CRISPR

An early-stage clinical trial of CRISPR-editing in cancer patients has proven to be safe, with the study participants experiencing no negative side effects.

The phase 1 clinical trial, the results of which were published in Science, also reported that the CRISPR-Cas9-edited T cells remained in patients’ bodies for months.

Subsequent lab tests of the gene-edited T cells taken from the study participants months after they received the treatment confirmed that these cells could still kill cancer.

The trial, which is the first sanctioned study to evaluate the clinical application of multiple CRISPR edits to the human genome, was undertaken by investigators at the Abramson Cancer Center of the University of Pennsylvania, led by Carl June.

June is well-known for his work developing one of the first CAR-T therapies, Novartis’ Kymriah, which he co-invented.

CAR-T therapies extract a patient’s own white blood cells, and modify them to attack malignant cells. The T cells used in these therapies are changed in the lab to identify specific cancer cells by adding a man-made receptor, known as a chimeric antigen receptor (CAR).

One significant side effect of CAR-T therapy treatment is cytokine release syndrome – as CAR T cells multiply, they cause huge amounts of chemicals called cytokines to be released into the bloodstream. This leads to a host of symptoms and while mostly causes only mild cases, it can be fatal.

The researchers of the new study took a different route with their method of gene-editing. Instead of adding a new receptor onto the T cell, they deleted three genes, two of which were for the pre-existing T cell receptor and the third for PD-1.

The PD-1 protein is most well known for a new class of inhibitors which target it, such as Merck & Co’s Keytruda (pembrolizumab). It regulates the immune system’s response to human cells by promoting self tolerance, which suppresses T cell inflammatory activity.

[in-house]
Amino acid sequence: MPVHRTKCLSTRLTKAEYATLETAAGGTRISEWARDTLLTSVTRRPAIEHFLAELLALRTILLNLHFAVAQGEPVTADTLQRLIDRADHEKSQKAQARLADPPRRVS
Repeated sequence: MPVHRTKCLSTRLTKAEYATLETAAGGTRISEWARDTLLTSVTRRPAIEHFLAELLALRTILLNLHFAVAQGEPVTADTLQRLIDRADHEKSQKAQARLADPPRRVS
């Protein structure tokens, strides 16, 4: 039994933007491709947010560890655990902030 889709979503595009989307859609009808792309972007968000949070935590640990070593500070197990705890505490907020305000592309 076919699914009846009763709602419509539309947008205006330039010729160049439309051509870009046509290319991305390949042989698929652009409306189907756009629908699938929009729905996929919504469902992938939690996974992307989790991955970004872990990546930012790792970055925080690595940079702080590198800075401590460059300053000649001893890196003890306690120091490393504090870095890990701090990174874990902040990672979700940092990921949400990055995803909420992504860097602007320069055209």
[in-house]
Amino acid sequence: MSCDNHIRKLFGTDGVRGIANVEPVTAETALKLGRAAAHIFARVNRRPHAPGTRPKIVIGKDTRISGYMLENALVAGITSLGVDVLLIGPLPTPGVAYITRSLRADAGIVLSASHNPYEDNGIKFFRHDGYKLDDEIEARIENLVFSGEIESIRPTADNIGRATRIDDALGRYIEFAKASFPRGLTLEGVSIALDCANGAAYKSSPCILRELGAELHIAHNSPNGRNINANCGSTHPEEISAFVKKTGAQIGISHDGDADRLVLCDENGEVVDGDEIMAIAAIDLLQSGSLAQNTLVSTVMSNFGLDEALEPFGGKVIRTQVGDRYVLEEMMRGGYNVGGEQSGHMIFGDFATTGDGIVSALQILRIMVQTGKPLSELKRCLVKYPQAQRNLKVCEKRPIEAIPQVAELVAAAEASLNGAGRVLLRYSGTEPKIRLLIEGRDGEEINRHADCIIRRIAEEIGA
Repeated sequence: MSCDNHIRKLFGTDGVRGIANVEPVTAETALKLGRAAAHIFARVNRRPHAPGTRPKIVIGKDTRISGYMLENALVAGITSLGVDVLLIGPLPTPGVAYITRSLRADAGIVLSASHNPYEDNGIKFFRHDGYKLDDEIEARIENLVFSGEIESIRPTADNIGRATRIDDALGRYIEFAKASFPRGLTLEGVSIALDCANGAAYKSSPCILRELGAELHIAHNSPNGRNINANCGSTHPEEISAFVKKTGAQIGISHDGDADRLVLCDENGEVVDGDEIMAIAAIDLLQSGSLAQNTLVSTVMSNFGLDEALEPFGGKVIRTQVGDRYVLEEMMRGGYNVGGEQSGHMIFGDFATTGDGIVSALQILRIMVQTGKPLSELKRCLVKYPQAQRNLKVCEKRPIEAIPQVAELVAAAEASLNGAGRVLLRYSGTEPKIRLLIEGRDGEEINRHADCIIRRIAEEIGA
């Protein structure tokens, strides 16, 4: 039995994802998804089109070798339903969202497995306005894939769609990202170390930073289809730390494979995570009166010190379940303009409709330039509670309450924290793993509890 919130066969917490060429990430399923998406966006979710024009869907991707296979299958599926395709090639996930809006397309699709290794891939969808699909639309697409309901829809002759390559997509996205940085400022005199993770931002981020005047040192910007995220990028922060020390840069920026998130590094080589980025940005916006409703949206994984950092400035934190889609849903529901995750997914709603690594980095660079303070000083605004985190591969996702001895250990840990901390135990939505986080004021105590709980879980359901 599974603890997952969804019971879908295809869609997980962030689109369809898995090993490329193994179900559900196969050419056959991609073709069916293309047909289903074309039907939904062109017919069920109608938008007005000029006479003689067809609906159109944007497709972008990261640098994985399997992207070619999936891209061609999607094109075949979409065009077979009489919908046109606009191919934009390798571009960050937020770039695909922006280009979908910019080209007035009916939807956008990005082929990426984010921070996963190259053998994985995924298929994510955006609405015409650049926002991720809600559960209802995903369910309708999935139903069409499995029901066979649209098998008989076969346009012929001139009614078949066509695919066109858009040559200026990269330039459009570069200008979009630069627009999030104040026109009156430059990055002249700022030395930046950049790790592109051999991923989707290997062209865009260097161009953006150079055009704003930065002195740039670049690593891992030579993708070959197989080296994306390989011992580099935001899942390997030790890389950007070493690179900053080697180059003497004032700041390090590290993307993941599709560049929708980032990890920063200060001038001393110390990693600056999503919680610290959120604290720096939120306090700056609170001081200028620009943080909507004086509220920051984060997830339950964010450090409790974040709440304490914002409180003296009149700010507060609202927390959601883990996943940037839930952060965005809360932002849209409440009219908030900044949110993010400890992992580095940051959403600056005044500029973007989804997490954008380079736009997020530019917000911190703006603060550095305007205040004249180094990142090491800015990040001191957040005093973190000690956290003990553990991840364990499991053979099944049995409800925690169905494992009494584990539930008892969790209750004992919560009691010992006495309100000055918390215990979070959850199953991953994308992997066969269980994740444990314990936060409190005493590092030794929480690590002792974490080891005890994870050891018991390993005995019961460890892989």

This in turn helps to prevent autoimmune disease, while also preventing the immune system from killing cancer cells. By deleting the PD-1 gene, researchers believe the immune cells will go on to target cancer cells, killing them when originally they wouldn't.

The researchers then added a normal T cell receptor to the modified cells, to help avoid the toxicity side-effects, such as cytokine release syndrome, which are associated with CAR-T therapies.

While the study did not show efficacy, it did avoid those side effects, as well as demonstrating the persistence of the edited immune cells which remained in the patients’ blood nine months after the initial treatment.

Commenting on the results, June said that data from the patients “demonstrate two important things that, to our knowledge, no one has ever shown before.

“First, we can successfully perform multiple edits with precision during manufacturing, with the resulting cells surviving longer in the human body than any previously published data have shown. Second, thus far, these cells have shown a sustained ability to attack and kill tumours.”

In November last year, Vertex and CRISPR Therapeutics revealed initial positive data from the first two patients treated with their investigational CRISPR/Cas9 gene-editing therapy CTX001.

Unlike the Pennsylvania study, Vertex said that its CRISPR therapy was both safe and effective, with the two patients potentially having been cured of their diseases. Both have severe haemoglobinopathies – including transfusion-dependant beta thalassaemia (TDT) and severe sickle cell disease (SCD).



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